(Table 1) Table 1 – Strength of Nonmetallics Avoid this! This couldn’t happen with thermoplastics. In the fifties we found the ideal corrosion resistant metal wasn’t metal.

  1. How do they compare in the handling of abrasive fluids?

This is often a surprise to most plant operating personnel who have not had experience with plastic pumps. Abrasion resistance, as measured by weight loss in milligrams using standard Taber laboratory abrasion test equipment, shows that most of the thermoplastics commonly used in pump construction are superior to stainless steel. Only FRP fiberglass reinforced plastic and PTFE show less resistance to abrasion than stainless steel.

  1. How do they compare in corrosion resistance?

Tabular data comparing stainless steel with the various available plastics is available in many textbooks and corrosion tables furnished by the various product manufacturers. These tables are helpful guides, but they are no substitute for experience. As stated earlier, all metals corrode and the rates at which they corrode are carefully recorded. For the most part, these tests are based on immersion under static conditions. Conditions in the real world are very different, and the dynamic action within a pump can seriously change the result. The thermoplastics, on the other hand, are either inert to the chemicals or they are not recommended. Application data based on installation reports, not laboratory tests, are invaluable. When in doubt check the experience of the pump supplier.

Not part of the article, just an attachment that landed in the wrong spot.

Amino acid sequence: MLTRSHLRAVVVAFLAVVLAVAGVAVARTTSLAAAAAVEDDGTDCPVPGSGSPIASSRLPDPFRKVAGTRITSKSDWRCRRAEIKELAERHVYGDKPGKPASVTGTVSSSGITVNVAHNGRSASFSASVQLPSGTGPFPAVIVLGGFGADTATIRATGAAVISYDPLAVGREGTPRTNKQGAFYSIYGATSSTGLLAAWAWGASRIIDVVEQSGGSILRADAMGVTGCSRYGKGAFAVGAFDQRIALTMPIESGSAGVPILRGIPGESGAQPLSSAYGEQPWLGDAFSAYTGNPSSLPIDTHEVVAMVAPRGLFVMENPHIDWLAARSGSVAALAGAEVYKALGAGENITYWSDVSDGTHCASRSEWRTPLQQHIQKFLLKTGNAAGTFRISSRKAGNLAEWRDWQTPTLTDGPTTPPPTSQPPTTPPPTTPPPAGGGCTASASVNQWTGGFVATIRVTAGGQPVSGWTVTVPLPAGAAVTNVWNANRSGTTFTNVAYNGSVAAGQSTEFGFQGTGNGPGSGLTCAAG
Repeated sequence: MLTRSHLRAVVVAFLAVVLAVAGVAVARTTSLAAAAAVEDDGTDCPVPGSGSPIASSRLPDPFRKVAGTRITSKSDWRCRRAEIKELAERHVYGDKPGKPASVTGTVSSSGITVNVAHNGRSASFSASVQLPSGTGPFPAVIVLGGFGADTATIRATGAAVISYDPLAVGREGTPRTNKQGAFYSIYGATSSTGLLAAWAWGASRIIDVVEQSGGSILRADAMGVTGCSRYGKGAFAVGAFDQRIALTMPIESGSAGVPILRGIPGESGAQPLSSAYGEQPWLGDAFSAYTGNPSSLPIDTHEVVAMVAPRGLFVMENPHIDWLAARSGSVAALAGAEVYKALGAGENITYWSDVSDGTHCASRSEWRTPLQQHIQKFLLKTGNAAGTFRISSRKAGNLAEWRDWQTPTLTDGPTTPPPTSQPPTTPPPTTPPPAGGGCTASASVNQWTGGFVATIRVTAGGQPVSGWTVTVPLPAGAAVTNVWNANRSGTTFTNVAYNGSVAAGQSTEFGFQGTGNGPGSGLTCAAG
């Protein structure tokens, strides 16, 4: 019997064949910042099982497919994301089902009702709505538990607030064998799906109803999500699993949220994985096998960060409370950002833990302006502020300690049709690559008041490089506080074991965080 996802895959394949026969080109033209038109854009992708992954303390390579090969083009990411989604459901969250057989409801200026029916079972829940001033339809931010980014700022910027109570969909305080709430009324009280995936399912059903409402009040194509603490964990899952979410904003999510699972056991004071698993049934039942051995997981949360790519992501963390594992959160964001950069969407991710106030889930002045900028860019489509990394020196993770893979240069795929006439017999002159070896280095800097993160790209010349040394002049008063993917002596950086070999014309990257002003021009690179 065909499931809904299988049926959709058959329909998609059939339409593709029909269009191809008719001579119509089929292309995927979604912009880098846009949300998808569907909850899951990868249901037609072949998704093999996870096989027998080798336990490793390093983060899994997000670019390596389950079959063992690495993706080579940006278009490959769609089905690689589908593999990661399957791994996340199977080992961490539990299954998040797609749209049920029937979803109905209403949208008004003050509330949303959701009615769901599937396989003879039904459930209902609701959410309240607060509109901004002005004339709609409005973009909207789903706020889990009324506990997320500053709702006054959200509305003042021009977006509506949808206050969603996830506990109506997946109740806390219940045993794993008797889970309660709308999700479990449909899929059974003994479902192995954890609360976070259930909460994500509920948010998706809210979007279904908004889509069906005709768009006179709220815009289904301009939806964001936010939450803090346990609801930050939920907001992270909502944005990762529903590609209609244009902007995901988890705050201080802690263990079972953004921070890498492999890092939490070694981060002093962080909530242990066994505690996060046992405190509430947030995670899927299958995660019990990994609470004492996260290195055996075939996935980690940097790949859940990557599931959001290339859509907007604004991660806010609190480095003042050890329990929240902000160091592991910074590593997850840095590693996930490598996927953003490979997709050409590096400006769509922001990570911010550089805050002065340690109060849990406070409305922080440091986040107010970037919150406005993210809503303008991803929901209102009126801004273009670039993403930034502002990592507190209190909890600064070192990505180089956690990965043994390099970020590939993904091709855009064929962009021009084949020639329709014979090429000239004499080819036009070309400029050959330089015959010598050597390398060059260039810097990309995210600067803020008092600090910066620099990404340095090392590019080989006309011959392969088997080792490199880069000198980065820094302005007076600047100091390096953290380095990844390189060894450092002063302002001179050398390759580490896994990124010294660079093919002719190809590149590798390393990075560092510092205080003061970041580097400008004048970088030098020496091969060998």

1. How do they compare at elevated temperatures? Temperature parameters are not critical for metals, but they are for plastics. As a general rule polyvinyl chloride, polypropylene, and polyethylene cannot be used above boiling, but the fluoropolymers can handle boiling temperatures and higher.

(Table 2) Table 2 – Materials of Construction

  1. How do they compare in the avoidance of leaching when handling high purity water?

This is a question raised by the pharmaceutical industry because leaching of piping materials into ultrapure water must be kept to a minimum. This comparison between harmful leaching from type 316 stainless steel and the fluoropolymer PVDF clearly demonstrates the advantages of using plastics rather than metal.

(Table 3) Table 3 – Leaching Comparison Between PVDF and316LSS (ng./mL)

  1. How do they compare with respect to cost?

The initial cost of a stainless steel piping system and a PVDF system are about the same. A polypropylene system will cost substantially less, assuming it can satisfy the service conditions. But initial cost is only part of the picture. The lighter weight of the plastic units simplified installation, reduces the time involved and minimizes downtime with respect to future maintenance. Threaded joints of plastic components will not seize. Disassembly for any purpose is easier and faster.

Author’s Note: Material selection for pumps and related equipment becomes more difficult as the conditions of service become more demanding. Recent studies have shown that when consideration must be given to the problems involved in handling corrosive chemicals at varying concentrations of the full pH range, or to secure better resistance to abrasion, or to avoiding product contamination, or to reducing the high cost of maintenance and production downtime, thermoplastic pumps are preferred and more commonly being specified by consulting engineering firms. In response to thermoplastics increased acceptance by industrial manufacturing companies, processing firms and utilities, thermoplastic pumps have become readily available on short delivery schedules in standard and custom designs in a wide range of chemically inert materials.